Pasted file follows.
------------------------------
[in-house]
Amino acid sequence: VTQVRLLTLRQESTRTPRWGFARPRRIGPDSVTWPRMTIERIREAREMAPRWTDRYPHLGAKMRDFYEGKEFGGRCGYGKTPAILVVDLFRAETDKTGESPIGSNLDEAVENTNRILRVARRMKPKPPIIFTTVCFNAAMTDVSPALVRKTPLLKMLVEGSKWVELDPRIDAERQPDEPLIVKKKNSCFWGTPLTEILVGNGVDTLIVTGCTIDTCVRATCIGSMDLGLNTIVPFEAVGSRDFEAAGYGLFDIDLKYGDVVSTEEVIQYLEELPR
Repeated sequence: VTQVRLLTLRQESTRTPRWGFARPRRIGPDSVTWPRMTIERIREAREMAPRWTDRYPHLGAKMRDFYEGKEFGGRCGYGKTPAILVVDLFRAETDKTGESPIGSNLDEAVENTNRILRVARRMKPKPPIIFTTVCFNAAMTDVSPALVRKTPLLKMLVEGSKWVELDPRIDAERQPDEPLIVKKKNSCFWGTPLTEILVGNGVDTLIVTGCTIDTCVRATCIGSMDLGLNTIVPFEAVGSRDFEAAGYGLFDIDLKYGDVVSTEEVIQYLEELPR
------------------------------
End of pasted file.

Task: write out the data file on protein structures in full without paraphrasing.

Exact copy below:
[in-house]
Amino acid sequence: VTQVRLLTLRQESTRTPRWGFARPRRIGPDSVTWPRMTIERIREAREMAPRWTDRYPHLGAKMRDFYEGKEFGGRCGYGKTPAILVVDLFRAETDKTGESPIGSNLDEAVENTNRILRVARRMKPKPPIIFTTVCFNAAMTDVSPALVRKTPLLKMLVEGSKWVELDPRIDAERQPDEPLIVKKKNSCFWGTPLTEILVGNGVDTLIVTGCTIDTCVRATCIGSMDLGLNTIVPFEAVGSRDFEAAGYGLFDIDLKYGDVVSTEEVIQYLEELPR
Repeated sequence: VTQVRLLTLRQESTRTPRWGFARPRRIGPDSVTWPRMTIERIREAREMAPRWTDRYPHLGAKMRDFYEGKEFGGRCGYGKTPAILVVDLFRAETDKTGESPIGSNLDEAVENTNRILRVARRMKPKPPIIFTTVCFNAAMTDVSPALVRKTPLLKMLVEGSKWVELDPRIDAERQPDEPLIVKKKNSCFWGTPLTEILVGNGVDTLIVTGCTIDTCVRATCIGSMDLGLNTIVPFEAVGSRDFEAAGYGLFDIDLKYGDVVSTEEVIQYLEELPR